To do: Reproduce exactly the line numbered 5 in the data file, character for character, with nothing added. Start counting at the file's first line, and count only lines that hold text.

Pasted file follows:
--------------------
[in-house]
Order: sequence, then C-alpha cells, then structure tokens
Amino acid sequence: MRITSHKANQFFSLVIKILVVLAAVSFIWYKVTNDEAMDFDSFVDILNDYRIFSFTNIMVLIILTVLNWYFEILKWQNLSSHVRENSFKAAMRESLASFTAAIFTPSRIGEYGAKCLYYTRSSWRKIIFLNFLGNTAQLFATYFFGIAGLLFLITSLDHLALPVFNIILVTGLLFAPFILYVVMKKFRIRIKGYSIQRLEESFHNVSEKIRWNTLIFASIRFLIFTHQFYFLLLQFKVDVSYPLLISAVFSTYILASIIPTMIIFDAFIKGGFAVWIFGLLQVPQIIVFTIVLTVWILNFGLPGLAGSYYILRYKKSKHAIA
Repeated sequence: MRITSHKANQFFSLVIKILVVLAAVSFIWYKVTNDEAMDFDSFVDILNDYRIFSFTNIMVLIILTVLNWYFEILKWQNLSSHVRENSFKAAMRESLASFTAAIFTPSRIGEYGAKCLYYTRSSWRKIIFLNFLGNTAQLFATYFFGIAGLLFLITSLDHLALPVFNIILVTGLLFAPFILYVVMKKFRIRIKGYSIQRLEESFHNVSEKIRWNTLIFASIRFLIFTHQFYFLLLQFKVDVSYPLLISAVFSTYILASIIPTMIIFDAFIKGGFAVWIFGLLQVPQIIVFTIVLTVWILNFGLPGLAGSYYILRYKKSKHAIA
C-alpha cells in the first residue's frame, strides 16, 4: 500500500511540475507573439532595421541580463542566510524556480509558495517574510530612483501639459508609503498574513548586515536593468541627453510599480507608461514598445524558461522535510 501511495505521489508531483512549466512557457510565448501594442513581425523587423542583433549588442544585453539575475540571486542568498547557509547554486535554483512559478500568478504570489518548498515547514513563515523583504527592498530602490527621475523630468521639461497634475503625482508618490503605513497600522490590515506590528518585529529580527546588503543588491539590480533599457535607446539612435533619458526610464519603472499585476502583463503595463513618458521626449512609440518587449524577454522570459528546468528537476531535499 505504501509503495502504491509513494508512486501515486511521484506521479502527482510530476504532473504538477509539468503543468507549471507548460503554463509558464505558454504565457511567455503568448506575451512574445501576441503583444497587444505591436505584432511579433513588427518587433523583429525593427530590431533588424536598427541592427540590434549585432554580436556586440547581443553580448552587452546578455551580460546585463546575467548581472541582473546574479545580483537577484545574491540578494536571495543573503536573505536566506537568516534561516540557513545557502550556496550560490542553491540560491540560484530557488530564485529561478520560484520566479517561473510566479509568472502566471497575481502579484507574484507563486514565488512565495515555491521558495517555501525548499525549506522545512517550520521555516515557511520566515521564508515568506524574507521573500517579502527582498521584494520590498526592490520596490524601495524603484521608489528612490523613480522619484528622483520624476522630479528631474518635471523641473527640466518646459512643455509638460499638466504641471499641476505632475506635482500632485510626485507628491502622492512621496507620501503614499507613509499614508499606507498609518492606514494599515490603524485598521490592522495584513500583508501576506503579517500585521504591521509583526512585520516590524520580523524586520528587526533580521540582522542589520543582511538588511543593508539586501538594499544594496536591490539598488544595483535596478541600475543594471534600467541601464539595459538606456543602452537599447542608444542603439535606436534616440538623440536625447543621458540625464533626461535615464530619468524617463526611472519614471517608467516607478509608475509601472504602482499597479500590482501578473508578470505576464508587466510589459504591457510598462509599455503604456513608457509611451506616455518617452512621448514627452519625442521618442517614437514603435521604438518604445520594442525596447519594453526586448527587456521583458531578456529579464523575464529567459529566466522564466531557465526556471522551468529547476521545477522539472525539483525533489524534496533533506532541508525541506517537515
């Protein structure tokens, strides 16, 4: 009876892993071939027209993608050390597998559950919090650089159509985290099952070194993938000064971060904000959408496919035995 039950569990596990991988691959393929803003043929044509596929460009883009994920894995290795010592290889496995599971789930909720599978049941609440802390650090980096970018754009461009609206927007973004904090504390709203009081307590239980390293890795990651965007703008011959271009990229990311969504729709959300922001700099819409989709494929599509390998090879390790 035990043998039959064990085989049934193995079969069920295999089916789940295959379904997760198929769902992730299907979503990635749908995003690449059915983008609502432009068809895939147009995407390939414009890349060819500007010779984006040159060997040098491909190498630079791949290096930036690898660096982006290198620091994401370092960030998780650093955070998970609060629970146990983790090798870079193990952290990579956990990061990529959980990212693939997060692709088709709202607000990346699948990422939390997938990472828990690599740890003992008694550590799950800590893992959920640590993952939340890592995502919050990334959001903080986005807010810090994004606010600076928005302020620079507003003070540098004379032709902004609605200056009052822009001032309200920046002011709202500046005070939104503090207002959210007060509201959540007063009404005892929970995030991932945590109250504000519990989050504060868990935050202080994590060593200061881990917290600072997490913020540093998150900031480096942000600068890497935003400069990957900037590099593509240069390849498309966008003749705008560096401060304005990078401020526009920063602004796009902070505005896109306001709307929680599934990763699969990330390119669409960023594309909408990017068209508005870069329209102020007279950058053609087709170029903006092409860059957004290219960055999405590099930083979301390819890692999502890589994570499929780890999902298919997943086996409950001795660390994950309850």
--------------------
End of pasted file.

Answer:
C-alpha cells in the first residue's frame, strides 16, 4: 500500500511540475507573439532595421541580463542566510524556480509558495517574510530612483501639459508609503498574513548586515536593468541627453510599480507608461514598445524558461522535510 501511495505521489508531483512549466512557457510565448501594442513581425523587423542583433549588442544585453539575475540571486542568498547557509547554486535554483512559478500568478504570489518548498515547514513563515523583504527592498530602490527621475523630468521639461497634475503625482508618490503605513497600522490590515506590528518585529529580527546588503543588491539590480533599457535607446539612435533619458526610464519603472499585476502583463503595463513618458521626449512609440518587449524577454522570459528546468528537476531535499 505504501509503495502504491509513494508512486501515486511521484506521479502527482510530476504532473504538477509539468503543468507549471507548460503554463509558464505558454504565457511567455503568448506575451512574445501576441503583444497587444505591436505584432511579433513588427518587433523583429525593427530590431533588424536598427541592427540590434549585432554580436556586440547581443553580448552587452546578455551580460546585463546575467548581472541582473546574479545580483537577484545574491540578494536571495543573503536573505536566506537568516534561516540557513545557502550556496550560490542553491540560491540560484530557488530564485529561478520560484520566479517561473510566479509568472502566471497575481502579484507574484507563486514565488512565495515555491521558495517555501525548499525549506522545512517550520521555516515557511520566515521564508515568506524574507521573500517579502527582498521584494520590498526592490520596490524601495524603484521608489528612490523613480522619484528622483520624476522630479528631474518635471523641473527640466518646459512643455509638460499638466504641471499641476505632475506635482500632485510626485507628491502622492512621496507620501503614499507613509499614508499606507498609518492606514494599515490603524485598521490592522495584513500583508501576506503579517500585521504591521509583526512585520516590524520580523524586520528587526533580521540582522542589520543582511538588511543593508539586501538594499544594496536591490539598488544595483535596478541600475543594471534600467541601464539595459538606456543602452537599447542608444542603439535606436534616440538623440536625447543621458540625464533626461535615464530619468524617463526611472519614471517608467516607478509608475509601472504602482499597479500590482501578473508578470505576464508587466510589459504591457510598462509599455503604456513608457509611451506616455518617452512621448514627452519625442521618442517614437514603435521604438518604445520594442525596447519594453526586448527587456521583458531578456529579464523575464529567459529566466522564466531557465526556471522551468529547476521545477522539472525539483525533489524534496533533506532541508525541506517537515